Sunday, January 15, 2012

Software Patents - Merely A Dog or Software Startup's Best Friend? Part 1

In A Generation of Software Patents (2011) James Bessen examines patenting behavior in the software industry since the 1990s. He argues we saw a large increase in software patents after In re Alappat in 1994, because the Federal Circuit held a novel software algorithm with "a trivial physical step" eligible for a US patent. I'm not sure why it was "a trivial physical step" given Alappat's claims are drawn to a rasterizer to smooth waveform data prior to displaying a waveform on an digital oscilloscope. On the other hand, I agree software patenting increased dramatically in the 1990s.

Mr. Bessen concludes software patents are not a net societal benefit, but acknowledges they account for one quarter of all US patent grants and one quarter of the lawsuits. Even if his numbers are only roughly accurate, they speak to a motive for continued controversy regarding software patents-- big money is at stake. 

Software patents will continue to be sought by startups and large companies. Nearly 2/3 of VC backed software companies seek patent protection. Large software companies also perceive their value and have sought to patent or purchase as many software patents as possible (e.g., Apple and Microsoft's $4.5B purchase of the Nortel patents and Google's $12.5B purchase of Motorola Mobility). In 2011, Microsoft was sixth in US patent grants. According to Microsoft owns 19,405 US patents, Apple owns 4,509 US patents, among which 2,606 mention software, Oracle owns 2,431 US patents, and Adobe Systems owns 1,248 US patents. Do I need to mention IBM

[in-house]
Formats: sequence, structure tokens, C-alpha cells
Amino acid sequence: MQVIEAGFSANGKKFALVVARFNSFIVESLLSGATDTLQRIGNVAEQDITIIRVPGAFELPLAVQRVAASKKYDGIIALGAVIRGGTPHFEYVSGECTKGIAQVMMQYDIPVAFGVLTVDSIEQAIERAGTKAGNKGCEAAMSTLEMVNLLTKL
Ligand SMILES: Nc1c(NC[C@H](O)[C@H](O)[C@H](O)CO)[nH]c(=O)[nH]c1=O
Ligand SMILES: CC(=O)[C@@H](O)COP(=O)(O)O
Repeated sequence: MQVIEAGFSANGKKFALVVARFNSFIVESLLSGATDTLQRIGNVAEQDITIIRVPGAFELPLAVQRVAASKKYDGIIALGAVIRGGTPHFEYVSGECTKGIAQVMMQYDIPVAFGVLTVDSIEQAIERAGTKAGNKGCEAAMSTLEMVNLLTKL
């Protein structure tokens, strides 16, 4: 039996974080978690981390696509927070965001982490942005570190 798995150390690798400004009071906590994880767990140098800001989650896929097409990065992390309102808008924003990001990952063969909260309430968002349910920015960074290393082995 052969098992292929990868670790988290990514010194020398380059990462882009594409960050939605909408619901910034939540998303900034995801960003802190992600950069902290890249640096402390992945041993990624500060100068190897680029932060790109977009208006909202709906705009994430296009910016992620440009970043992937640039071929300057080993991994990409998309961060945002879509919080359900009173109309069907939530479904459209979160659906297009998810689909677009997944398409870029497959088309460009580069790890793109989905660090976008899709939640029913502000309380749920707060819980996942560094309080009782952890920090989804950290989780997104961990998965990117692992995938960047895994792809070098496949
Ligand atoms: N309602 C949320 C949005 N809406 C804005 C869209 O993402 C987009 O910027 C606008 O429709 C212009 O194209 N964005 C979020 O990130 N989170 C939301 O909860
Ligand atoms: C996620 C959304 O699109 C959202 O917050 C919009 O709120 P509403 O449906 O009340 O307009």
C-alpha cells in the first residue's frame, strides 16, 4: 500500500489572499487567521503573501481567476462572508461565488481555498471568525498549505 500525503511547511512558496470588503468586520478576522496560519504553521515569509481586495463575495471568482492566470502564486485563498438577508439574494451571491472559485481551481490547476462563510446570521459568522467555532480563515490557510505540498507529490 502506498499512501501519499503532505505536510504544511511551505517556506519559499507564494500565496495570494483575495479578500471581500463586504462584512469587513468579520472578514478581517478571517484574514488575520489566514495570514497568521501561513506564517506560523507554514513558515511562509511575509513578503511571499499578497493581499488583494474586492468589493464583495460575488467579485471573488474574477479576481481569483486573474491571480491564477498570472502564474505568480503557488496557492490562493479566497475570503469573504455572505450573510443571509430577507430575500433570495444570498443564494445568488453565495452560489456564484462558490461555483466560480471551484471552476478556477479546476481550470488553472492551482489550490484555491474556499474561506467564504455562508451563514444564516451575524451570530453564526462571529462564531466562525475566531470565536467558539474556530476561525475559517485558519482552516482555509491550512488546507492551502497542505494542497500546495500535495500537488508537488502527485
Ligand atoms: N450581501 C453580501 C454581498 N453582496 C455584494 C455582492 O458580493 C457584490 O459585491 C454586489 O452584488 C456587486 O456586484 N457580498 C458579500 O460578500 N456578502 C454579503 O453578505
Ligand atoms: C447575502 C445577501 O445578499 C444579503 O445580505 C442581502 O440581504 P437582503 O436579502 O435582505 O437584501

Twenty years ago, Bill Gates sent a confidential memo to senior executives. It indicates what has led to Microsoft's major increase in software patenting:
I feel certain that some large company will patent some obvious thing related to interface, object orientation, algorithm, application extension, or other crucial technique. If we assume this company has no need of any of our patents, then they have a 17-year right to take as much of our profits as they want. The solution to this is patent exchanges with large companies and patenting as much as we can. Amazingly we haven't done any patent exchanges that I am aware of. Amazingly we haven't found a way to use our licensing position to avoid having our own customers cause patent problems for us. I know these aren't simple problems, but they deserve more effort by both legal and other groups. For example, we need to do a patent exchange with HP as part of our new relationship.
Sure Mr. Gate didn't foresee patent trolls but in other respects his insight has proven correct. Around this time, the League for Programming Freedom questioned the value of patent exchanges for small companies stating they only allow companies like Microsoft, Apple, and IBM to continue and would shut new companies out of the field. As we watch the continued growth of the software industry, this prediction has not occurred. However, small companies may not be in good shape if they have nothing to exchange. For details see my post on You Have to Pay for that Banana! As the League paper stated, "A future start-up with no patents of its own will be forced to pay whatever price the giants choose to impose. That price might be high: established companies have an interest in excluding future competitors." 

Copyright © 2012 Robert Moll. All rights reserved.